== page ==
It's hard enough being a girl. It's even harder when you're denied an education.

Vivian Onano, youth adviser to the United Nations Youth Envoy, took a look at why an alarming number of girls aren't in school.

Onano grew up in rural Kenya, raised by a single mother on an unstable income. Despite this, she stayed in school. Many of her classmates, however, weren't as fortunate.

Because of poverty, bias against women and girls, and stereotypes, girls around the world aren't receiving the education they need to succeed.

It will take decades (or even centuries) to even begin to fix this issue. While the students in the video have a few great suggestions, the best thing we can do is to educate ourselves on the topic.

The video is a great place to start.

This article originally appeared on 09.22.17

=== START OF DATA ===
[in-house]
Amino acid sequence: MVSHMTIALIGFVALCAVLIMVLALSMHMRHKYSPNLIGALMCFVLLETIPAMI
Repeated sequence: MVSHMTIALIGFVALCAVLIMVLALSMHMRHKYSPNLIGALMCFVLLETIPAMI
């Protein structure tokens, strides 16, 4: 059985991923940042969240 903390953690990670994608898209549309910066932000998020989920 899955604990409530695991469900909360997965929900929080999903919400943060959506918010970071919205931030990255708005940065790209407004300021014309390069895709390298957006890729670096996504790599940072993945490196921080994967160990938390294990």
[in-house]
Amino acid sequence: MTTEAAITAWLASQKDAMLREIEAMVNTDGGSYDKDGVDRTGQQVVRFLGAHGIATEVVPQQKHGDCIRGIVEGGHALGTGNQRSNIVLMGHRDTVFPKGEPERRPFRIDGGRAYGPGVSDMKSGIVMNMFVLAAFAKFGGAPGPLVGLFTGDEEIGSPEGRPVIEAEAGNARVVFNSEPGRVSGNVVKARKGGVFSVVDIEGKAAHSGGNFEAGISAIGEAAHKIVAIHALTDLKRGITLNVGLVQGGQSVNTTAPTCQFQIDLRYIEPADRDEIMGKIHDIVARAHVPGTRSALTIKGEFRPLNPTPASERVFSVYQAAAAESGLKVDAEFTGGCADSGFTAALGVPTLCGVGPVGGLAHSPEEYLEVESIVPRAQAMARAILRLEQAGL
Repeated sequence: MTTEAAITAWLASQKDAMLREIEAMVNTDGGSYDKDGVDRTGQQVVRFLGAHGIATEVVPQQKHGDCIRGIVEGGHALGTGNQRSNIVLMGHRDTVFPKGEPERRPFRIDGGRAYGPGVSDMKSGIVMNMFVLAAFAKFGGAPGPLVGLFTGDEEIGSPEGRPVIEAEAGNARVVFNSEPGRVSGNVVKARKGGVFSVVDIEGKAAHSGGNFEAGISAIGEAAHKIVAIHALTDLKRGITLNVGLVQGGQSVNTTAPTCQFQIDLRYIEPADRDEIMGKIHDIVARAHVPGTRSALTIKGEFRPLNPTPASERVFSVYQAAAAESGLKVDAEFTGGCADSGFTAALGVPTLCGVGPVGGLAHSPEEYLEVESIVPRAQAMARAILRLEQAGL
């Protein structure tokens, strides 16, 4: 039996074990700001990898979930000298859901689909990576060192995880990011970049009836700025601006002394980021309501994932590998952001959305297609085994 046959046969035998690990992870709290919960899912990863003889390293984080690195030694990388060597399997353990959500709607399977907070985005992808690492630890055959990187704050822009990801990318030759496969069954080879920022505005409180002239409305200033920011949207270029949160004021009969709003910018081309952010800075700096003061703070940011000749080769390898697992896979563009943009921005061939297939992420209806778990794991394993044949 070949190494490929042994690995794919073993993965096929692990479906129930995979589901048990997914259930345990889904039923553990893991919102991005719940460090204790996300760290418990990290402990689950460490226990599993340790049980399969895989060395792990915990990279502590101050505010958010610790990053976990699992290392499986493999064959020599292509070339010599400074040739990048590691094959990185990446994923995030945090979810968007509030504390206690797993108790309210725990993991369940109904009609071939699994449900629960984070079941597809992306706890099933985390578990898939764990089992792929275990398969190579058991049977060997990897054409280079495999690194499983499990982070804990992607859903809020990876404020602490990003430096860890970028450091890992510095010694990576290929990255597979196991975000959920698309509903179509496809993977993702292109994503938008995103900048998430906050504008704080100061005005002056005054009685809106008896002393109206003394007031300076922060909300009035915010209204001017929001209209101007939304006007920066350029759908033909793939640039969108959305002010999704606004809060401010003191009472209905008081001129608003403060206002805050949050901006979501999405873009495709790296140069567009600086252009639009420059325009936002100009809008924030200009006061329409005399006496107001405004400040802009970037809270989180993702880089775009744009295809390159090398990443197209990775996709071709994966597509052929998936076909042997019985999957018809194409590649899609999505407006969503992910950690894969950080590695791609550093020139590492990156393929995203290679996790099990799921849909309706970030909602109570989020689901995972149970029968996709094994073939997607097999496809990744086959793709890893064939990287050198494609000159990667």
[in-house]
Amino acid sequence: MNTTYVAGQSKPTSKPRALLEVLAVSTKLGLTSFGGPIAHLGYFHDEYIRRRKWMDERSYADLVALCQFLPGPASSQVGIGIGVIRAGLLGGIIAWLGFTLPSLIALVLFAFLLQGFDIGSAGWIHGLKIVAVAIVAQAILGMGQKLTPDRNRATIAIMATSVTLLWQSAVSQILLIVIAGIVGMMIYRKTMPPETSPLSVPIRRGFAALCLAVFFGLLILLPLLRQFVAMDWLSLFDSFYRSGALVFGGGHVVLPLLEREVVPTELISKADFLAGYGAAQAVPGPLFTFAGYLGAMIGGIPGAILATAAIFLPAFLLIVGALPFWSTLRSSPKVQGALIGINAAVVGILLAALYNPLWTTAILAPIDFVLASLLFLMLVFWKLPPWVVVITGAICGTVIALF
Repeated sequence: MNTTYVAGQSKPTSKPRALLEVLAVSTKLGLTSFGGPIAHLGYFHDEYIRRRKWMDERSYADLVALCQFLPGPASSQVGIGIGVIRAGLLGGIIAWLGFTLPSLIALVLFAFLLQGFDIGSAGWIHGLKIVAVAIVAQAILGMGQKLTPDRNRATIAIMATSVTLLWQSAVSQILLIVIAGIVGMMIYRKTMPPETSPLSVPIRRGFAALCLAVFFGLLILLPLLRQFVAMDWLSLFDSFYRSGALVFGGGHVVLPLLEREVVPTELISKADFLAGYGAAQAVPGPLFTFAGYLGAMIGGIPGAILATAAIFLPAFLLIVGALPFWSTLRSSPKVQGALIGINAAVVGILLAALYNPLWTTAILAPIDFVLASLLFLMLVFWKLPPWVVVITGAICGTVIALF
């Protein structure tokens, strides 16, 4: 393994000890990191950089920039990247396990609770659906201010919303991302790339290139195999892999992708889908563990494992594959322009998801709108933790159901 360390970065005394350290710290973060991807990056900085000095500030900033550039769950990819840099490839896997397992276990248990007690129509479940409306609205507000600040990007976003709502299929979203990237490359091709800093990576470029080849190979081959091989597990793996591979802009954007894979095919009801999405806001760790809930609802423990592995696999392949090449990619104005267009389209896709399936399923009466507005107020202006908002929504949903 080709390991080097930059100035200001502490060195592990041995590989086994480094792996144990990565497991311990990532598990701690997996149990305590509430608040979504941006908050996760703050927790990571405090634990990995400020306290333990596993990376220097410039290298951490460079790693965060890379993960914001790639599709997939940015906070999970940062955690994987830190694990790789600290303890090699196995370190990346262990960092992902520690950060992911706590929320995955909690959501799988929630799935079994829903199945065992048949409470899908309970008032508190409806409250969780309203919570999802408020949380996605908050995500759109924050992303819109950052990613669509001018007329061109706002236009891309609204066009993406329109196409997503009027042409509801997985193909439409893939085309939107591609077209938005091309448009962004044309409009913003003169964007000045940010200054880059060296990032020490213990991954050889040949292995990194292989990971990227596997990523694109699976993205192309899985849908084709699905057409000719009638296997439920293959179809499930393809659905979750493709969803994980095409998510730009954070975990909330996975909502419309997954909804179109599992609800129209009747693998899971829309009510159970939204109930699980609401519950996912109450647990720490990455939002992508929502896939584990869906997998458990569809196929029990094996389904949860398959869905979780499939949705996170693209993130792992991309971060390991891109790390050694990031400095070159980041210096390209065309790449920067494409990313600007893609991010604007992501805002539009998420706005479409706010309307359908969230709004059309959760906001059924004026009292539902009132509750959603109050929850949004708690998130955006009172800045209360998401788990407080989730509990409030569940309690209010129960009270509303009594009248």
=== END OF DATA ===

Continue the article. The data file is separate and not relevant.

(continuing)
What can we learn from letting seventh graders take the SAT?

In the 1960s, psychologist Julian Stanley realized that if you took the best-testing seventh graders from around the country and gave them standard college entry exams, those kids would score, on average, about as well as the typical college-bound high school senior.

However, the seventh graders who scored as well or better than high schoolers, Stanley found, had off-the-charts aptitude in quantitative, logical, and spatial reasoning.

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